Your Fellow Servant,

A Wedding Story

When my grandfather was first teaching me about photography, he told me about working at weddings every weekend as part of his photography business. Sometimes even two or three in one weekend. He told me how with a simple 35mm lens and an Olympus OMG he would run all over capturing the moments that people would collect in albums and show for years to come. He told me that doing that Photography work had taken something he “loved” and made it a “job.” After years in the industry, he didn't want to pick up the camera at family gatherings because he was tired of holding the camera. He said, “If you really love photography then don't become a photographer because it will ruin your love.”

I believed him. It is part of the reason why I decided to study Video production and film making. It was a way of working with visual media and cameras with out being a photographer. I have avoided doing weddings at almost all costs. Even when I could have easily gotten into filming and photographing weddings, I avoided it because I wanted to keep my love for photography intact, separate from work, to keep it sacred.

In the past year, I've shot 35 films in a dozen different countries. Picking up the camera to make a video is work. On average, it takes me between 60 and 100 hours of work for each video I do. But there is no doubt that I love it. Not because it isn't exhausting or because the weight of the equipment is so much lighter today. Not because the locations are exotic or the images and scenery captivating. No. I love it because it isn't about the camera, the images, or the photography. The technical stuff is all used to tell a great story. I wonder if Grandpa G knew when he told me about keeping work and love separate that it would lead me to this work? I doubt it.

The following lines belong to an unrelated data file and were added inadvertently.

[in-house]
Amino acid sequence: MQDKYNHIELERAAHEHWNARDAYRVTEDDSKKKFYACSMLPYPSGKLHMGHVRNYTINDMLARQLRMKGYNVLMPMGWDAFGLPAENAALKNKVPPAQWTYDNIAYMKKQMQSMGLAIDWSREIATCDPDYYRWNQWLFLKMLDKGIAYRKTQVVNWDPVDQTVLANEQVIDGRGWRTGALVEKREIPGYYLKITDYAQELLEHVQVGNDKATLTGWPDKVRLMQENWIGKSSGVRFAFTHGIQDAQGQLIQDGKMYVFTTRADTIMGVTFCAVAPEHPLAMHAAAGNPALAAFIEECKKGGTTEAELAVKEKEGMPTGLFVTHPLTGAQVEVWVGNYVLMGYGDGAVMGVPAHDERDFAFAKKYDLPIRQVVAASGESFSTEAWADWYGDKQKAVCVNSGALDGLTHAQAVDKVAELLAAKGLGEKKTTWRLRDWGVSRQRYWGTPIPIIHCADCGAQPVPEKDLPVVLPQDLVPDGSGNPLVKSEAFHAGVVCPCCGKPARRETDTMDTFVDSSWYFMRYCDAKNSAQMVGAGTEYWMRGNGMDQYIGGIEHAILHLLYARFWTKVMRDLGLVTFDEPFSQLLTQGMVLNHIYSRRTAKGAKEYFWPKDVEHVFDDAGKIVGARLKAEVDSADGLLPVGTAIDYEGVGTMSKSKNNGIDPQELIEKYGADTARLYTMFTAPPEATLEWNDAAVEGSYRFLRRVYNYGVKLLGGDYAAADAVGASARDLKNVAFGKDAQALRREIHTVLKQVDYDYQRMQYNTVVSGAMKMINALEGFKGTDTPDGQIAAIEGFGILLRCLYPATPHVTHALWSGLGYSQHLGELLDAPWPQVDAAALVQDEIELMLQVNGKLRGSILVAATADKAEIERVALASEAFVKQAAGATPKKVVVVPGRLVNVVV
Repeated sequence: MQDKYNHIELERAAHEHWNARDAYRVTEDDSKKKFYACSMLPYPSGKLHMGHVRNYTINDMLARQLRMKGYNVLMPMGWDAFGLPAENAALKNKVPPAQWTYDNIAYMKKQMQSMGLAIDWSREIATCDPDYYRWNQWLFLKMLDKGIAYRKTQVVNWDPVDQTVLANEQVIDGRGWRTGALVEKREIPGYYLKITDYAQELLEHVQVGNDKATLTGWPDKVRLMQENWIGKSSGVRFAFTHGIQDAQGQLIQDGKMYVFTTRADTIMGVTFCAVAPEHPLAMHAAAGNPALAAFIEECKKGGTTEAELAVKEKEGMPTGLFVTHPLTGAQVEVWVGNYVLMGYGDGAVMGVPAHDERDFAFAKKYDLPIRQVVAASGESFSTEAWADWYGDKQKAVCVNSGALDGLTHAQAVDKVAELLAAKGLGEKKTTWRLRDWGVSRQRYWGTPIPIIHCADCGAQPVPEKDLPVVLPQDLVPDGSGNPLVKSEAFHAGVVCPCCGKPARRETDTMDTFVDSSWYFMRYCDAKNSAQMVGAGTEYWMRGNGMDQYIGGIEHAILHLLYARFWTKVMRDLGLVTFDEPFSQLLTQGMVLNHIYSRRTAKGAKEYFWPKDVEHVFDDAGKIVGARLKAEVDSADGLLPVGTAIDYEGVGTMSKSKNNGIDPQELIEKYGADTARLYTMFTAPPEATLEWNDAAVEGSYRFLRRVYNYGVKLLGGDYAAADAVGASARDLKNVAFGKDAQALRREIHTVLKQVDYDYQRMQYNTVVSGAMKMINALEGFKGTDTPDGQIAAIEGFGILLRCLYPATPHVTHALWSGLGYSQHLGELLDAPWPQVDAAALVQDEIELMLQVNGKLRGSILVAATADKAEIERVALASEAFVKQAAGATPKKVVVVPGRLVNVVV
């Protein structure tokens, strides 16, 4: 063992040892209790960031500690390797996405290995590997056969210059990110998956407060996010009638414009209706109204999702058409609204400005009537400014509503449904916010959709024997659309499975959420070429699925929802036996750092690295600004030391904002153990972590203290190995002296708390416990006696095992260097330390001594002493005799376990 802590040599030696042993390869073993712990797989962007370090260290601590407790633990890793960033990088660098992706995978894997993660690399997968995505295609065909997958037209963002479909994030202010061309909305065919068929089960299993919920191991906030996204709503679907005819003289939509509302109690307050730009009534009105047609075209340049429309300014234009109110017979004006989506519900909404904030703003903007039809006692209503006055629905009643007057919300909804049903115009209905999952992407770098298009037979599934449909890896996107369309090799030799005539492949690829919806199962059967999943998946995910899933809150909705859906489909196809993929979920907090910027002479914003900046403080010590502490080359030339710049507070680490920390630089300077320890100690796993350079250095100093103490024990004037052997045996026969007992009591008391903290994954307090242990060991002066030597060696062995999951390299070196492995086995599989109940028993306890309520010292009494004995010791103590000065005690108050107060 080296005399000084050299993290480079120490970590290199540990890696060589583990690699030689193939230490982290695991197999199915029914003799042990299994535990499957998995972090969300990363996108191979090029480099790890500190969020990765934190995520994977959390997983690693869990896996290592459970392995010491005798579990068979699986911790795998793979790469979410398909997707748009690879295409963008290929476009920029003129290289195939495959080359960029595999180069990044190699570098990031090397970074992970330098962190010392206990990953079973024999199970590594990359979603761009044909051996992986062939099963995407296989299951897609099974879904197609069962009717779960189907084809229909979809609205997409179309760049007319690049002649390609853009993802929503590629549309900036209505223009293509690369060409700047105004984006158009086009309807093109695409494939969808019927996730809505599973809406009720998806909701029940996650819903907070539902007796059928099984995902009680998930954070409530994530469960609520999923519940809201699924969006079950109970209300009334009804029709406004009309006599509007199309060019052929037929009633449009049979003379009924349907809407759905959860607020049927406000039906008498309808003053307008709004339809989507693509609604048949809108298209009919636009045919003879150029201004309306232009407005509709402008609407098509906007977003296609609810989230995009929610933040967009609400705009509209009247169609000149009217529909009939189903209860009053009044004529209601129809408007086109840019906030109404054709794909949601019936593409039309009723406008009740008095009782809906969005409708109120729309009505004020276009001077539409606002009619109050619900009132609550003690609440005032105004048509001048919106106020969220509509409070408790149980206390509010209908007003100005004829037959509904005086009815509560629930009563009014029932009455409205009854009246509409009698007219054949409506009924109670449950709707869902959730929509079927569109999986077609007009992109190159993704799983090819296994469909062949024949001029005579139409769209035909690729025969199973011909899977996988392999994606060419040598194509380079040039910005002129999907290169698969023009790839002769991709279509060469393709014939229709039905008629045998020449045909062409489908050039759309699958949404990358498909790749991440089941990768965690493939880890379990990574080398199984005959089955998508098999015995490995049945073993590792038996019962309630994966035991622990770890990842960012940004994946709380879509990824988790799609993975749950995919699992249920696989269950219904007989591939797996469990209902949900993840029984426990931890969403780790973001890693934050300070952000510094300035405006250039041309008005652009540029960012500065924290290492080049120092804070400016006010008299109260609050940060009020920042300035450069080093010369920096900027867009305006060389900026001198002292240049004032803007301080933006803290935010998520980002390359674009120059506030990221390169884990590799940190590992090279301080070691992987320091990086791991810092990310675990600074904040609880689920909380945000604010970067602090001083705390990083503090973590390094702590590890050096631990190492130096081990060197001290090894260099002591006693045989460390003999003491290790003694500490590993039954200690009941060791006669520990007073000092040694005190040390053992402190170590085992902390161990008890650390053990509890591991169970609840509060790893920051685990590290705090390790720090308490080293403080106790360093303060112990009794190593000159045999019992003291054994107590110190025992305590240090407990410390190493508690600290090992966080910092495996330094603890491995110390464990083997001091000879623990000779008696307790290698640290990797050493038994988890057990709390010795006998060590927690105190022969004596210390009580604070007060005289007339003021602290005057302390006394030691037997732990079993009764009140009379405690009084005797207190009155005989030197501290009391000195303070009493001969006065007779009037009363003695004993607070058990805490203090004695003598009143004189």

I doubt that he knew 15 years later, I would be shooting a traditional Ivorian wedding. As I shot this joyous and unique celebration, the memories of Grandpa G were very close. Nor do I think that he thought back then that his photography lessons would get me here. I am certain that this wedding was like none he had ever photographed.
But the stories he told me of the energy needed to direct and position people in each photo took on a new meaning as I tried to do that same thing in a foreign language. His advice on how to position people all while making them comfortable, moving their hands to avoid “sausage fingers,” and adjusting the tilt of their head ever so slightly to catch the light in just the right way was used a thousand times if I used it once. The lesson that “Film is cheap. Keep pushing the trigger until you get it right,” kept me shooting all day long. At every moment, I was on my toes looking for the right shot because he had said, “Each image should tell a story. Scenery is beautiful but put people in the shot to give it character.”

Now as I look at the finished and edited photos, seeing the smiles and thinking of how these images will be shared, and the stories that will be told along with those images, I can't thank Grandpa G. enough for what he gave me. He didn't teach me how to make photographs.

He taught me how to tell stories.